Revised Currency Rules for Income Tax Act
South Africa have revised the currency rules for intra-group exchange items. Section 24I of the Income Tax Act 1962,(“the Act”) contains comprehensive rules designed to deal with the tax consequences of foreign-exchange issues. The Taxation Laws Amendment Bill 2012 proposes that some of these rules should be amended to ensure that currency gains or losses, in respect of debt, between related entities will be deferred until realisation. If passed, the new regime will replace the current system for taxing currency. Taxand South Africa explains what the new regime will mean for international businesses.
The new regime will, as is the case with most fiscal provisions, be subject to a number of requirements, conditions and limiting factors. The first requirement tests the relationship between the entities which must be ‘related’ to each other. Entities that form part of the same group of entities for International Financial Reporting Statements (IFRS) purposes will be considered related. It is not necessary that the related entities present consolidated financial statements for them to form part of the same group of entities.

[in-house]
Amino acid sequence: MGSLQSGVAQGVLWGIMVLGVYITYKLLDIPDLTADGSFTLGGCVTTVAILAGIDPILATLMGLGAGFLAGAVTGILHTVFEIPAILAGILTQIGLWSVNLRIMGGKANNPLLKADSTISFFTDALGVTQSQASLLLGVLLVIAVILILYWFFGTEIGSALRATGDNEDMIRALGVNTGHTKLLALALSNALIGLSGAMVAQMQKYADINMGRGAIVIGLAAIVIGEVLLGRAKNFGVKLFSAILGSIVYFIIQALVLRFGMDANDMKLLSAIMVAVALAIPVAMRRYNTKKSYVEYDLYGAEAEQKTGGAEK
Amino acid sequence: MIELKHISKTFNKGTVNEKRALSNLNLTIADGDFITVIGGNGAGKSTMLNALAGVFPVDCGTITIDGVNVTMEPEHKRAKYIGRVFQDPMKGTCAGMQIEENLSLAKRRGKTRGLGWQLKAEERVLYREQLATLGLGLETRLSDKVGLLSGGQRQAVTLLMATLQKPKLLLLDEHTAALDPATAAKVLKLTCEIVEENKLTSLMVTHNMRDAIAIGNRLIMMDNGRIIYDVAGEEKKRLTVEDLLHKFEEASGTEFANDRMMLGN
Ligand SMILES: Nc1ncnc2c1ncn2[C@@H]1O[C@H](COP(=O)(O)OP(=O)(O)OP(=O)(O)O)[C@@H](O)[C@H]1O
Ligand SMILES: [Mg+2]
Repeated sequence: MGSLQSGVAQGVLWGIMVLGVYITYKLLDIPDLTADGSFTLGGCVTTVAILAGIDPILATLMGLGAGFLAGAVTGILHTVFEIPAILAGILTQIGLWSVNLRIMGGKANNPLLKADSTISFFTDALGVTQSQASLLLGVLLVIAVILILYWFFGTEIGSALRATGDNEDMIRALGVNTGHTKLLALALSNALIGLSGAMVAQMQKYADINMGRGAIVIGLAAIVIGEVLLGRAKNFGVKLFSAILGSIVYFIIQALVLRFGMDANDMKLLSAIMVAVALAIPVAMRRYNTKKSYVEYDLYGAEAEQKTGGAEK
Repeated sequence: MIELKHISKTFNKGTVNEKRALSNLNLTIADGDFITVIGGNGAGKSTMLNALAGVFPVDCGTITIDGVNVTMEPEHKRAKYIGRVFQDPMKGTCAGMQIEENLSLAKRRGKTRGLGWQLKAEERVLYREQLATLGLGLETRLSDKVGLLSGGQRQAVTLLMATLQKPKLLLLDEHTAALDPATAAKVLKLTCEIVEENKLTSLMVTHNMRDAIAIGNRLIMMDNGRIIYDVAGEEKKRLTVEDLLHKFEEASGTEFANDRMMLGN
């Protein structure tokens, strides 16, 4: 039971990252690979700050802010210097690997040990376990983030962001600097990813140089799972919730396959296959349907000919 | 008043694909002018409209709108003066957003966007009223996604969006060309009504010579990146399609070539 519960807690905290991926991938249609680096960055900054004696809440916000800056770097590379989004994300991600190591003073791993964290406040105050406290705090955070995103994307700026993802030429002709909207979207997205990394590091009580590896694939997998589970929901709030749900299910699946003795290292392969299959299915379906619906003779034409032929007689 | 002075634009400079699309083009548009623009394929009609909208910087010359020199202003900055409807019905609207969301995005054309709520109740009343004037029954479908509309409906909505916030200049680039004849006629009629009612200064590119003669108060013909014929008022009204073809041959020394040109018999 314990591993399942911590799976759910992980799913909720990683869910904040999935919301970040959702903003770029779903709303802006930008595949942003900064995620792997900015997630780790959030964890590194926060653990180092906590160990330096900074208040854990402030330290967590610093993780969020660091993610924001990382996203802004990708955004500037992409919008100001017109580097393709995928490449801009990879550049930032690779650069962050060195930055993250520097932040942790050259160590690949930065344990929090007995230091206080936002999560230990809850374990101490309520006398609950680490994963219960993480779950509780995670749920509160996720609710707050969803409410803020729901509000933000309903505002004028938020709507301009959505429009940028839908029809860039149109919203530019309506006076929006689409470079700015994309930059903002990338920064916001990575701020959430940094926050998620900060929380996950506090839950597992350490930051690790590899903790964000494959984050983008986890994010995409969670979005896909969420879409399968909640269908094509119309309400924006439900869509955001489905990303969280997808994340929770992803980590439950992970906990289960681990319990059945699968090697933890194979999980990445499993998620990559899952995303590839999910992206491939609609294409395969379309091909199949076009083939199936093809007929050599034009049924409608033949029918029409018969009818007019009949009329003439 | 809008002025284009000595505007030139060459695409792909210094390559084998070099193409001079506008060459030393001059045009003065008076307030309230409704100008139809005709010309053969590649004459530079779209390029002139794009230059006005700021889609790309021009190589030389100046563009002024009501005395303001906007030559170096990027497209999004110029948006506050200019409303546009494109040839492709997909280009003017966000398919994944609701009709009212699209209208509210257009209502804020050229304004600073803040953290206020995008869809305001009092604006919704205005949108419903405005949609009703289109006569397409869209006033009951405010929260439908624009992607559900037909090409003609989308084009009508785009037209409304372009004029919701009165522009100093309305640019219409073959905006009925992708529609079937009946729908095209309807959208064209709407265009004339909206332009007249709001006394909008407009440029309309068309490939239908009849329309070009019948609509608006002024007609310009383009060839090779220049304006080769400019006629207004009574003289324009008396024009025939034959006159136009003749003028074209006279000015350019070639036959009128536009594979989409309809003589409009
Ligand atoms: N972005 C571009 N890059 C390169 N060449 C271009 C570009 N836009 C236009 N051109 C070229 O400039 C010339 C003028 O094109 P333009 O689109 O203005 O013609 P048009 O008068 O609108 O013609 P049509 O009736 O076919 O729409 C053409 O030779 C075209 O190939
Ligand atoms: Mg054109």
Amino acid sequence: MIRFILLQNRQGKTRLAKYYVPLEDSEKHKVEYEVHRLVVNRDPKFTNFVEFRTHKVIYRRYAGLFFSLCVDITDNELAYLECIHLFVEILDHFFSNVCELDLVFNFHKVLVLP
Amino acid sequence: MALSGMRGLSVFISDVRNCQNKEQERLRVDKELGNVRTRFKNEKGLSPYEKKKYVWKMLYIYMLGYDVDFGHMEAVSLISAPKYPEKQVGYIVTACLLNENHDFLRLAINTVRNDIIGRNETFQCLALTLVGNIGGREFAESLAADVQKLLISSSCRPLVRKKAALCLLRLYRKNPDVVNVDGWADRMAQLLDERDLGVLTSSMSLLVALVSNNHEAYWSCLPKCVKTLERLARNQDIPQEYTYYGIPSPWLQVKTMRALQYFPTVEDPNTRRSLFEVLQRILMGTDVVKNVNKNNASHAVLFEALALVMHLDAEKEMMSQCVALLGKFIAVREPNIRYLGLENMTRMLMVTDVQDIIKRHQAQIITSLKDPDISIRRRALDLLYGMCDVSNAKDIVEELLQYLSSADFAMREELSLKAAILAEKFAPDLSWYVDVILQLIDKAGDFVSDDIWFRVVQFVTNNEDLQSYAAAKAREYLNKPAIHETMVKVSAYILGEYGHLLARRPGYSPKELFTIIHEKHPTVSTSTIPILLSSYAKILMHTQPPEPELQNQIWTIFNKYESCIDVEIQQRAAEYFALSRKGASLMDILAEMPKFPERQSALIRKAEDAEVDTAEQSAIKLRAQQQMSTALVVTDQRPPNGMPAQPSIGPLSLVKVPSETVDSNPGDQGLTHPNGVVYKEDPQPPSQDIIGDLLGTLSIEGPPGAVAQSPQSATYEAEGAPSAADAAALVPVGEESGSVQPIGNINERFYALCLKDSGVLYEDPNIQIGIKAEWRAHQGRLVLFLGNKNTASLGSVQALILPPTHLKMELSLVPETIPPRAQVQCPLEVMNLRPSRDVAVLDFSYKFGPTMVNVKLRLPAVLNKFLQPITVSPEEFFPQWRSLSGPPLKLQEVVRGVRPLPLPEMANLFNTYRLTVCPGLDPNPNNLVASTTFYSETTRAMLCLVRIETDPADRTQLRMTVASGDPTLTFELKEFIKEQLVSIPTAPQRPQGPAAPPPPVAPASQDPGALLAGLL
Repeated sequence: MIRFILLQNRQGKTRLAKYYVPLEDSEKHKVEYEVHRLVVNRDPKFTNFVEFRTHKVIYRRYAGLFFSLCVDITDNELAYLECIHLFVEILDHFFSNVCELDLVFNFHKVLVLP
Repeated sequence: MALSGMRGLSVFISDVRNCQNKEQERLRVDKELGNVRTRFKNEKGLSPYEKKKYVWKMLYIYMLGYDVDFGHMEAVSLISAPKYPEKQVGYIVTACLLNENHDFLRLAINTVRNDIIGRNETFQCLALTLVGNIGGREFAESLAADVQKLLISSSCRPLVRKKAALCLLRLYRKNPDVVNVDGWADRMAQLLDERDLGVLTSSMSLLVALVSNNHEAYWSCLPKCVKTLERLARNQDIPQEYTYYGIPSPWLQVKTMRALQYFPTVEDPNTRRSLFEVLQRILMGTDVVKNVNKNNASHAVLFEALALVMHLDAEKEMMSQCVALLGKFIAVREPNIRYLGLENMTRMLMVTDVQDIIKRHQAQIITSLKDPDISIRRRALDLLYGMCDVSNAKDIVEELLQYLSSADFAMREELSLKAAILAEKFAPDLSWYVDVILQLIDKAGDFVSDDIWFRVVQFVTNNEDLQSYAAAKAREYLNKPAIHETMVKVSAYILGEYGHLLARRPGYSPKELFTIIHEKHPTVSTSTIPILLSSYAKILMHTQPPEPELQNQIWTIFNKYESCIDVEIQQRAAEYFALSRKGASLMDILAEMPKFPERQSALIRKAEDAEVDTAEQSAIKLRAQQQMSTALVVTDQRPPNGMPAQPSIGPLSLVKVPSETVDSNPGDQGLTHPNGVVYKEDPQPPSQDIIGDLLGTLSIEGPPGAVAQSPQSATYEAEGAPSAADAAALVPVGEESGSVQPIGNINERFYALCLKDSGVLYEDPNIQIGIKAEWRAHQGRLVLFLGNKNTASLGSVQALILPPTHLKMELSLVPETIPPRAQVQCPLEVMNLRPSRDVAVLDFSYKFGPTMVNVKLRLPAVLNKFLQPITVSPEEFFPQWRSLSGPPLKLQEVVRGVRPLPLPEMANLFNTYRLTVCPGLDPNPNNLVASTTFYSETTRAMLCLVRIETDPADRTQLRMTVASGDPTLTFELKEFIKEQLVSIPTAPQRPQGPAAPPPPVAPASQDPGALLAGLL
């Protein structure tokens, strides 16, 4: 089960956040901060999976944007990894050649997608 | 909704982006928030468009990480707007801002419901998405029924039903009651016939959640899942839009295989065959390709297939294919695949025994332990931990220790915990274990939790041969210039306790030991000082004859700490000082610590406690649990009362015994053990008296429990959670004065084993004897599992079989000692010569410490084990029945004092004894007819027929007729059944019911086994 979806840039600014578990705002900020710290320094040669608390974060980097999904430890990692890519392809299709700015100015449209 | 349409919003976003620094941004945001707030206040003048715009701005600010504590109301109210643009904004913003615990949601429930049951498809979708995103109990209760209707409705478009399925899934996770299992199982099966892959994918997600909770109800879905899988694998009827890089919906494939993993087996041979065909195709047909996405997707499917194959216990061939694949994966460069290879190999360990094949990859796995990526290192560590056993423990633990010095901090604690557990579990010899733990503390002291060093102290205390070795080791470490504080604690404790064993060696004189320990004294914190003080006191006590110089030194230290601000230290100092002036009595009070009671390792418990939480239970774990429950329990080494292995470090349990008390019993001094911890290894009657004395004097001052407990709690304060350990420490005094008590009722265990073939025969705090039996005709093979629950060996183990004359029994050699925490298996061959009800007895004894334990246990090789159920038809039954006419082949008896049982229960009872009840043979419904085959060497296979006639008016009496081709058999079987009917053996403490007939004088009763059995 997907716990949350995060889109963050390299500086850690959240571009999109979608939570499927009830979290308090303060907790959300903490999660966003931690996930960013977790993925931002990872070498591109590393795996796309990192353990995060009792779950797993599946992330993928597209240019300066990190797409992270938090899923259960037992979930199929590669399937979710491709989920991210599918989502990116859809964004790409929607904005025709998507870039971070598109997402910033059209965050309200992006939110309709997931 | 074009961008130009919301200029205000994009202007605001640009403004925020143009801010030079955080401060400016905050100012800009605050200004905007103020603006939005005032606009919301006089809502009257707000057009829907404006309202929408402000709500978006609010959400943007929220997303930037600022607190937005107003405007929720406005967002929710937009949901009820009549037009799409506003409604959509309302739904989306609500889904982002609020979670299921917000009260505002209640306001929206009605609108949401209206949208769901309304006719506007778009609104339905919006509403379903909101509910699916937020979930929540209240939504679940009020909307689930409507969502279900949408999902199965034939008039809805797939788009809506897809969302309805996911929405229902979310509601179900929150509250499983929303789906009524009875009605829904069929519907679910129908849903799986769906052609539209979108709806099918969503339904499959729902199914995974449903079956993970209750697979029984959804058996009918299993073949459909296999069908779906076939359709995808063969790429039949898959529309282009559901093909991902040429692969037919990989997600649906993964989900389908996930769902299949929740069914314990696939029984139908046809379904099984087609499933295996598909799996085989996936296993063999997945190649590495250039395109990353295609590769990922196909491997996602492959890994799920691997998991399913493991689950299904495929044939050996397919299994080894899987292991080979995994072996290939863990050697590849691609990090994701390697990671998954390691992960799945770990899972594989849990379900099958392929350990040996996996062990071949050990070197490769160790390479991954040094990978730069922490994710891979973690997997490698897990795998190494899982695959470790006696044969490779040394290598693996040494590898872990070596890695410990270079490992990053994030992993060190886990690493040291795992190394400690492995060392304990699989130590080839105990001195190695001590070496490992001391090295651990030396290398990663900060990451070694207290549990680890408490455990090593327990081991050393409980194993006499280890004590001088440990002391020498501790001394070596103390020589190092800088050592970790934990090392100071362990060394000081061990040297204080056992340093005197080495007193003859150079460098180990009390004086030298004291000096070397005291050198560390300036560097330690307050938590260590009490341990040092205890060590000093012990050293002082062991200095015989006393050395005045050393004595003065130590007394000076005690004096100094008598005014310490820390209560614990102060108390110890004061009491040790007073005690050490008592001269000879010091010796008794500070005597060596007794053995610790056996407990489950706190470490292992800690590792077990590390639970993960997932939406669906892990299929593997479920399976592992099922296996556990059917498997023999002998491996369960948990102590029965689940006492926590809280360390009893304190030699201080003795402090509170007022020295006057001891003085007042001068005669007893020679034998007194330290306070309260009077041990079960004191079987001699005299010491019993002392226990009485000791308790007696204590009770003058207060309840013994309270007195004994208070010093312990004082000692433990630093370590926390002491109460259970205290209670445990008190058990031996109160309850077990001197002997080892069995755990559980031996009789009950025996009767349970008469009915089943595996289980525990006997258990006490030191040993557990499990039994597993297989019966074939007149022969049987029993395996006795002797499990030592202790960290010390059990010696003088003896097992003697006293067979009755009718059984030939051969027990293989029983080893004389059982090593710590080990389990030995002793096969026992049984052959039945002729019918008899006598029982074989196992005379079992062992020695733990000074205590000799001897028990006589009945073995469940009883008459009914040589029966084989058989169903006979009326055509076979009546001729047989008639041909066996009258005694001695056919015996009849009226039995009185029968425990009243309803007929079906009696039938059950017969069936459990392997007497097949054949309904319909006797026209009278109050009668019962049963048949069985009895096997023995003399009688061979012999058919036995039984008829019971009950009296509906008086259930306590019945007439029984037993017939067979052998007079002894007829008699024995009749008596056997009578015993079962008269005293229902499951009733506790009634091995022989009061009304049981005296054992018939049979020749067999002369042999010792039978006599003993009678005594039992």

Once the entity test is met, the next requirement tests the nature of the instrument between the related entities. The new regime is limited to debt between group entities where the debt is a claim for which settlement is neither planned nor likely to occur in the foreseeable future. This excludes short-term trade receivables / payables.
In the field of international taxation, the question of foreign exchange fluctuations is of particular importance because of the variety of currencies used worldwide and the requirements by local tax authorities generally to use the domestic currency for tax reporting in the home country. Although the foreign exchange component of a global gain or loss will always remain second to the overall amount, the effects of increased volatility in the currency markets and the quantitative easing measures in some jurisidictions, should not be underestimated.
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T. +27 21 410 2500
T. +27 21 410 2500